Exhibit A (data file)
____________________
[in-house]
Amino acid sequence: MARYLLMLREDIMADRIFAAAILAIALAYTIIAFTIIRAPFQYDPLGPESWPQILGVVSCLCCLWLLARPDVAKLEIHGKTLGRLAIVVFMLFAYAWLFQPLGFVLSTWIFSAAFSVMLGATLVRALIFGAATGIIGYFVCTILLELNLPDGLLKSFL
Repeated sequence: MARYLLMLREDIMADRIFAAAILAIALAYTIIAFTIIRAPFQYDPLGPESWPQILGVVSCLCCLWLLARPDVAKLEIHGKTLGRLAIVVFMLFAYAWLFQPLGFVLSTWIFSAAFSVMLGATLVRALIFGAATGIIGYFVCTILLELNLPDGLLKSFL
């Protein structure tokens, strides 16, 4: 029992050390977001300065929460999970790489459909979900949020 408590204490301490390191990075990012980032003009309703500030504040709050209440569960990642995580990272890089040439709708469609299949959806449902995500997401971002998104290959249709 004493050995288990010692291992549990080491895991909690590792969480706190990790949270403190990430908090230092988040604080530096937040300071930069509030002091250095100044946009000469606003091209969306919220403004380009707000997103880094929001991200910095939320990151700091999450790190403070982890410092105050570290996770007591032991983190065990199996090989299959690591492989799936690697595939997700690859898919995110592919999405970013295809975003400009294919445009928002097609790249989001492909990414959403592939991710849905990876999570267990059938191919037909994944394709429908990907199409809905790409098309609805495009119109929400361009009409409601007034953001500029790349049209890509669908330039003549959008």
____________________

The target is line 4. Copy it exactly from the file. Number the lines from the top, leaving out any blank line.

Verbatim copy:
């Protein structure tokens, strides 16, 4: 029992050390977001300065929460999970790489459909979900949020 408590204490301490390191990075990012980032003009309703500030504040709050209440569960990642995580990272890089040439709708469609299949959806449902995500997401971002998104290959249709 004493050995288990010692291992549990080491895991909690590792969480706190990790949270403190990430908090230092988040604080530096937040300071930069509030002091250095100044946009000469606003091209969306919220403004380009707000997103880094929001991200910095939320990151700091999450790190403070982890410092105050570290996770007591032991983190065990199996090989299959690591492989799936690697595939997700690859898919995110592919999405970013295809975003400009294919445009928002097609790249989001492909990414959403592939991710849905990876999570267990059938191919037909994944394709429908990907199409809905790409098309609805495009119109929400361009009409409601007034953001500029790349049209890509669908330039003549959008």